Katherine Benson is an exquisite painter, but in miniature. She doesn’t say if her choice of scale is dictated by her circumstances, but her biggest pictures are just a foot across. Others that she calls miniatures are just three or four inches. Her subject matter is women in domestic interiors. It is an iconography that recalls Bonnard or Vuillard, but hers are definitely women away from the male gaze and they have an unusual, delicate intimacy. In spite of the small scale, she paints freely, but with a light touch and a lovely sense of colour which all adds to the feeling that she is celebrating her subjects.

Calypso Keightley seems primarily to be concerned with fast fashion and its environmental consequences. She poses in the woods in a ragged dress made from polluting fabrics, but intriguingly she has also gone in a rather different direction, first to construct and then make a rather beautiful painting of a set of 16th-century women’s stays, a peculiarly constricting garment and so implicitly a feminist image. She also poses in them. Lorena Levy is another remarkable painter. Her work is based on her austerely beautiful drawing and belongs more or less in the realm of strongly characterised portraiture. It also leans rather enigmatically towards narrative, however, if only because her paintings are almost all of pairs or groups of people. She works on unprimed board. This has the odd effect that her figures seem to float as much in a mental space as a pictorial one. This in turn seems like a metaphor for what she says about using the internet for company in lockdown.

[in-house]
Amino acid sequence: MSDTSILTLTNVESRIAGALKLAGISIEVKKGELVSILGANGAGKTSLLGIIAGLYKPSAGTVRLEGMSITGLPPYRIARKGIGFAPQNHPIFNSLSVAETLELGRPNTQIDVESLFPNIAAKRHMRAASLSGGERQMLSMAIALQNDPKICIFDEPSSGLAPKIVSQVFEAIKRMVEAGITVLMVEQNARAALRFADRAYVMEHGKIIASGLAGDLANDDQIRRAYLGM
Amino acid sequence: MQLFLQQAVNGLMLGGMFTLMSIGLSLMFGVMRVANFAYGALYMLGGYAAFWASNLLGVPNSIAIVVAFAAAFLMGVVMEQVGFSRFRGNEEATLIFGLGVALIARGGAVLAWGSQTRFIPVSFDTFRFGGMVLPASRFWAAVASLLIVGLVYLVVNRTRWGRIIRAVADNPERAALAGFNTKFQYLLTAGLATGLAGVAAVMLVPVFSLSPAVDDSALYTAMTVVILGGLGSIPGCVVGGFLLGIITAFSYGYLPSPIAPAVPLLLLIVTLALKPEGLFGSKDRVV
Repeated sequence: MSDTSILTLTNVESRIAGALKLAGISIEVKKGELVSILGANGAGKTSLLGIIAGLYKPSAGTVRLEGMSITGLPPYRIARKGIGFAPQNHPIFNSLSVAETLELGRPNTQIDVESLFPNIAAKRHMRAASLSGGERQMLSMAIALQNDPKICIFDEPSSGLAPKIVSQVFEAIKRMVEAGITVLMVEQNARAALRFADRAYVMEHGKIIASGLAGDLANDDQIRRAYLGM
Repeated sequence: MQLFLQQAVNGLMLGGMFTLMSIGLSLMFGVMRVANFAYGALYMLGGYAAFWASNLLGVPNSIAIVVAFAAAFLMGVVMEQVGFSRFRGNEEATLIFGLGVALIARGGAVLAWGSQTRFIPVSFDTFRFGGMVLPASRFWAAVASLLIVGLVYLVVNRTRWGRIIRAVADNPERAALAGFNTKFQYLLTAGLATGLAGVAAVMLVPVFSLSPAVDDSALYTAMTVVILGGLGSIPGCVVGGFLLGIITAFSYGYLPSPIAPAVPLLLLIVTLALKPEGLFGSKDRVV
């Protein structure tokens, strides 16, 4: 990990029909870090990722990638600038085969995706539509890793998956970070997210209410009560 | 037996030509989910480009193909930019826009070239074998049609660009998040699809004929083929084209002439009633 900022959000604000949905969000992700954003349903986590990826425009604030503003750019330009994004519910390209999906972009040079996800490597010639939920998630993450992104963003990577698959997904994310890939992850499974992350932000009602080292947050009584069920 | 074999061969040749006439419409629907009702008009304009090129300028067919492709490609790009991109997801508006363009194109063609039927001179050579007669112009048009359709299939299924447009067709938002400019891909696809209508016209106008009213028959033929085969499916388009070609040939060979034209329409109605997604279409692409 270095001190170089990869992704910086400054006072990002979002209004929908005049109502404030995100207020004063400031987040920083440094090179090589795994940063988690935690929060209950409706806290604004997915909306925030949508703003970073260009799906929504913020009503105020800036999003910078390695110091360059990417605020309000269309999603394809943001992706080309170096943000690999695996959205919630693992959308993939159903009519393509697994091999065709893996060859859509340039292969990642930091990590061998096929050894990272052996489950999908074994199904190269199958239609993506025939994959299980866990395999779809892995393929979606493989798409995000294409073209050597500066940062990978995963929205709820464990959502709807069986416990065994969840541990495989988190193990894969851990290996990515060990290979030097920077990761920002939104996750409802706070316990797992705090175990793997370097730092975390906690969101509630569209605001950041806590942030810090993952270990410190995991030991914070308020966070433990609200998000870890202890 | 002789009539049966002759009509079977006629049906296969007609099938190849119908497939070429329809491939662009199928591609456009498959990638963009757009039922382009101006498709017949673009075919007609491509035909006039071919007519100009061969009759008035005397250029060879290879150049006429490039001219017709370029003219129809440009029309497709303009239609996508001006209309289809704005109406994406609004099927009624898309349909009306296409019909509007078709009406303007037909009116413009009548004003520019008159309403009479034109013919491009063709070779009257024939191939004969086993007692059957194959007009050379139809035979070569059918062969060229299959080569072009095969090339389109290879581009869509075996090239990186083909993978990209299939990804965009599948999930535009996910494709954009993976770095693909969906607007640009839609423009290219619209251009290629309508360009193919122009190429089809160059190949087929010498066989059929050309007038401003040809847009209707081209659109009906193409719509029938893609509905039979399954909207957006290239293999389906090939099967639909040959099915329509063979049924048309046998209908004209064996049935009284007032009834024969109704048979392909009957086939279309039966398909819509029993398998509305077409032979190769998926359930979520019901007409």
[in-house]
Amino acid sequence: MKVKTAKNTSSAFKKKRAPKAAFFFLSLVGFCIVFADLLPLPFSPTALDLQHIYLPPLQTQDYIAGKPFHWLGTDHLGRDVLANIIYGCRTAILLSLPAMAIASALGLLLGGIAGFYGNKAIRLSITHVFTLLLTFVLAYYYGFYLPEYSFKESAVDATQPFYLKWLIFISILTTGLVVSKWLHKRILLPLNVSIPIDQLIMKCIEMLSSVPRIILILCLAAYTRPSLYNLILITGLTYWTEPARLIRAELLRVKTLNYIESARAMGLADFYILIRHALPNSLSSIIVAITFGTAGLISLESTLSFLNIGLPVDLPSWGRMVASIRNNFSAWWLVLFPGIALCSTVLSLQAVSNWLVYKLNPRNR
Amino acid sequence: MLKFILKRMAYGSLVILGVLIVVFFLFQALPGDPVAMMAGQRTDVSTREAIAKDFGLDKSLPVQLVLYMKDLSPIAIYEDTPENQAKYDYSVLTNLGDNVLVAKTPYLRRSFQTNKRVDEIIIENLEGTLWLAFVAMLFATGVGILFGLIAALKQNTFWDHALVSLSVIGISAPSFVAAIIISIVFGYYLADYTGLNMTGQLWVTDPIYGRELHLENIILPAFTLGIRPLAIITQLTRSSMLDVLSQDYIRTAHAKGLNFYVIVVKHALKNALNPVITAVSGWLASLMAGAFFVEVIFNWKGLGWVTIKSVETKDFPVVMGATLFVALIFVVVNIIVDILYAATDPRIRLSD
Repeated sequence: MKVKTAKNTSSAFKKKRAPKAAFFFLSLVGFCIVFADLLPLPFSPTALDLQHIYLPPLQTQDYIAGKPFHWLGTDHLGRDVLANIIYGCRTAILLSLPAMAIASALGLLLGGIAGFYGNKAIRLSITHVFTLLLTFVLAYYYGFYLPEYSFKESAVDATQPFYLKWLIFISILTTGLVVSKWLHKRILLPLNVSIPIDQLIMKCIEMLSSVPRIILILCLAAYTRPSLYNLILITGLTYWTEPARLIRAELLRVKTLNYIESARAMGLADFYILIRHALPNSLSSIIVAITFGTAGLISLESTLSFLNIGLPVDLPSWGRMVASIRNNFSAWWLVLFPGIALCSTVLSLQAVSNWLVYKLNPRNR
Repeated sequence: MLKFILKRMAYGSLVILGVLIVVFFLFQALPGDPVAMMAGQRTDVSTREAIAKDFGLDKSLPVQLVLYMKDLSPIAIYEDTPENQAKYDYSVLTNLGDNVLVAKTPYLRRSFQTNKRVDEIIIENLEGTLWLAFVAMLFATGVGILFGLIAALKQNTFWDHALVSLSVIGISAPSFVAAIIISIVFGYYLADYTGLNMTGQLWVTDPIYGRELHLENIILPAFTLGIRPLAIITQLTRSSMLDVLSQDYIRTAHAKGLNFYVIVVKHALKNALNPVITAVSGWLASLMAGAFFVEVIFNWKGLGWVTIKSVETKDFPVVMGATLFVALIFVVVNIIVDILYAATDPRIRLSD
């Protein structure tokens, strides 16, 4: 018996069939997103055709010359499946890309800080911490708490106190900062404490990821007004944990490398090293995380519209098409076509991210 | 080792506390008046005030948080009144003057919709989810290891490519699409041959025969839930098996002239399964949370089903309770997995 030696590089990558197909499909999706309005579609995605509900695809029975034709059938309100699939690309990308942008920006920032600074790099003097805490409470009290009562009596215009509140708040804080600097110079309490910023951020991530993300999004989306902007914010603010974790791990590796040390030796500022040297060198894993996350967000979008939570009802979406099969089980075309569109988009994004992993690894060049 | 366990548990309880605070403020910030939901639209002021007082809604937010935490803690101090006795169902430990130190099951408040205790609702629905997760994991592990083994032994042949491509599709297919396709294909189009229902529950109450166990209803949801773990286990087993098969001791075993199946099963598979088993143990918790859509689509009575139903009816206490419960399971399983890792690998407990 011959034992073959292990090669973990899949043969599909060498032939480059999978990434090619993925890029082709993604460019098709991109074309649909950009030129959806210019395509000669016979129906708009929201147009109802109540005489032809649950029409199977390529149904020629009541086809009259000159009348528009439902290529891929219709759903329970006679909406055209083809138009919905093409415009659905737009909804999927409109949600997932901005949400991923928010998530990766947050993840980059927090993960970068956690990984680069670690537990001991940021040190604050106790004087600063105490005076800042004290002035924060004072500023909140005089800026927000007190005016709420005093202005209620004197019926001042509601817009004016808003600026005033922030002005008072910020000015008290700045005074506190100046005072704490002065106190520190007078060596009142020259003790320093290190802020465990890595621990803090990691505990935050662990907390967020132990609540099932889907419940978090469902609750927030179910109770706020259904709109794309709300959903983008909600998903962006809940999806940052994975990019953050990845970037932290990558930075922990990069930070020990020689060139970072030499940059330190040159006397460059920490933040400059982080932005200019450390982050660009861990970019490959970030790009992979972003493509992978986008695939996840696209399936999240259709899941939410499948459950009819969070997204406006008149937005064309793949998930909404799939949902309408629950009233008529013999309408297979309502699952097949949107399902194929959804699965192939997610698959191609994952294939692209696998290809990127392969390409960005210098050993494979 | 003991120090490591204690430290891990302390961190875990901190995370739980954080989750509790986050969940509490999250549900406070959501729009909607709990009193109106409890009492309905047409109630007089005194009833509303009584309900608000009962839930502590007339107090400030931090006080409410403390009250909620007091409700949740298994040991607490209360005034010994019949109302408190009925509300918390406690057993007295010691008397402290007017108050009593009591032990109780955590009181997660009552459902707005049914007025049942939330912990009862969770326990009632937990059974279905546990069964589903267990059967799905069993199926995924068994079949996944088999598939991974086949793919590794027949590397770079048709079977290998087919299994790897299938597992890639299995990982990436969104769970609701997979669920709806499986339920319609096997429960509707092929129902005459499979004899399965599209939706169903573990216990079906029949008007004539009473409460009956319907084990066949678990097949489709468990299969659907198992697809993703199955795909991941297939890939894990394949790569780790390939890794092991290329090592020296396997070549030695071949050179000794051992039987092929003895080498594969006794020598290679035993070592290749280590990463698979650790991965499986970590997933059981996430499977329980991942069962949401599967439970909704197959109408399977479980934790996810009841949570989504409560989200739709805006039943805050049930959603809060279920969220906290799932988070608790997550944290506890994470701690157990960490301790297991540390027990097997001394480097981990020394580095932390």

Domestic Battlefront by Mhairi McPhail

Elle Johnson makes fashion images out of leopards, not from their skins, but using fashion models that are leopards. The result is a startling set of images, though she also uses the leopard motif to create more conventional pattern repeats. In a series so paintings of fragments of construction Oscar Mateos explores the little-known story of Fascist concentration camps near Seville and the canal that Franco’s prisoners built as forced labour there. The erasure of the public memory of such things is also part of his theme.

The Sculpture Court, the College’s principal space, is dominated by a huge wooden slide made by Campbell Gittens. Accompanying images make it clear that he has had to work in the garden and the garden shed, but the results are impressive. He has not only made the slide, but also a life-size, jointed wooden figure that slides down it. It also mows the grass, or at least in a film it is dragged along behind the mower. The consequent semi-animation has a rather spooky effect. Sophie Templeton matches the scale of Gittens’s slide with a ten metre drawing draped over the balcony. Nearby Otto Gobey deploys a contrasting economy of means in a spare but rather elegant three-armed wooden cross.

Also in the Sculpture Court, Andrew Packham’s Human Construct is one of the most striking objects in the show. It is an enormous head standing on the ground. A rough, modular construction, grey painted, it has echoes of both Eduardo Paolozzi and Easter Island figures, but little staircases leading in and out also suggest a kind of vertical labyrinth in human form, or some strange totemic building.

There is much else of course. Most of the show is online, but the actual degree show, though minimal, is certainly worth seeing.

The Edinburgh College of Art Graduate Show 2021 runs until 25 June, https://www.graduateshow.eca.ed.ac.uk/